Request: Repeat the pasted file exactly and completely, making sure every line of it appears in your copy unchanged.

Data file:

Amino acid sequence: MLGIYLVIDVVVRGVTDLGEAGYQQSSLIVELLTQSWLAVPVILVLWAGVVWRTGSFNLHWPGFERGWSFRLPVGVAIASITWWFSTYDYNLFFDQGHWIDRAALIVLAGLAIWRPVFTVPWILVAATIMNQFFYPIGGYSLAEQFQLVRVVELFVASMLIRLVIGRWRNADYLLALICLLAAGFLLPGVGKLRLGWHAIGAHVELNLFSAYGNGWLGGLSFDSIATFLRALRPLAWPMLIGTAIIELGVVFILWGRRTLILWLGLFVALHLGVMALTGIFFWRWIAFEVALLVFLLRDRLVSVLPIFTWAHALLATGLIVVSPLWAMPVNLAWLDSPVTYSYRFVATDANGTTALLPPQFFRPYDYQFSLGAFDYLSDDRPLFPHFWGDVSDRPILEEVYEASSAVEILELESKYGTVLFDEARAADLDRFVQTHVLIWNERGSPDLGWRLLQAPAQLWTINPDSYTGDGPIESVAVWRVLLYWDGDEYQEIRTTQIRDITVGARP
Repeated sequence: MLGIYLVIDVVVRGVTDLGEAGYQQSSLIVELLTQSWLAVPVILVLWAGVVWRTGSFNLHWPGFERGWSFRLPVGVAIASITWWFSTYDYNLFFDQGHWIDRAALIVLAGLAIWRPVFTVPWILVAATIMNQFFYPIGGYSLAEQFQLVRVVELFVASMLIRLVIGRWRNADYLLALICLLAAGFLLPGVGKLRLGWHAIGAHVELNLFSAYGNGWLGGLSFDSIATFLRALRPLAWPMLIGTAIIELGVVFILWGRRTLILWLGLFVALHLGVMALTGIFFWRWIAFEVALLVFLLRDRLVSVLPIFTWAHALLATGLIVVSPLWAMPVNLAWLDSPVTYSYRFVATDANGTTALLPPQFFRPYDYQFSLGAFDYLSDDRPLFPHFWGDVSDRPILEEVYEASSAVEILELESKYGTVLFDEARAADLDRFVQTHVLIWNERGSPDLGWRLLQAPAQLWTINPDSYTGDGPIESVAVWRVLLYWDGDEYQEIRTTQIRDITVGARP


Amino acid sequence: MLGIYLVIDVVVRGVTDLGEAGYQQSSLIVELLTQSWLAVPVILVLWAGVVWRTGSFNLHWPGFERGWSFRLPVGVAIASITWWFSTYDYNLFFDQGHWIDRAALIVLAGLAIWRPVFTVPWILVAATIMNQFFYPIGGYSLAEQFQLVRVVELFVASMLIRLVIGRWRNADYLLALICLLAAGFLLPGVGKLRLGWHAIGAHVELNLFSAYGNGWLGGLSFDSIATFLRALRPLAWPMLIGTAIIELGVVFILWGRRTLILWLGLFVALHLGVMALTGIFFWRWIAFEVALLVFLLRDRLVSVLPIFTWAHALLATGLIVVSPLWAMPVNLAWLDSPVTYSYRFVATDANGTTALLPPQFFRPYDYQFSLGAFDYLSDDRPLFPHFWGDVSDRPILEEVYEASSAVEILELESKYGTVLFDEARAADLDRFVQTHVLIWNERGSPDLGWRLLQAPAQLWTINPDSYTGDGPIESVAVWRVLLYWDGDEYQEIRTTQIRDITVGARP
Repeated sequence: MLGIYLVIDVVVRGVTDLGEAGYQQSSLIVELLTQSWLAVPVILVLWAGVVWRTGSFNLHWPGFERGWSFRLPVGVAIASITWWFSTYDYNLFFDQGHWIDRAALIVLAGLAIWRPVFTVPWILVAATIMNQFFYPIGGYSLAEQFQLVRVVELFVASMLIRLVIGRWRNADYLLALICLLAAGFLLPGVGKLRLGWHAIGAHVELNLFSAYGNGWLGGLSFDSIATFLRALRPLAWPMLIGTAIIELGVVFILWGRRTLILWLGLFVALHLGVMALTGIFFWRWIAFEVALLVFLLRDRLVSVLPIFTWAHALLATGLIVVSPLWAMPVNLAWLDSPVTYSYRFVATDANGTTALLPPQFFRPYDYQFSLGAFDYLSDDRPLFPHFWGDVSDRPILEEVYEASSAVEILELESKYGTVLFDEARAADLDRFVQTHVLIWNERGSPDLGWRLLQAPAQLWTINPDSYTGDGPIESVAVWRVLLYWDGDEYQEIRTTQIRDITVGARP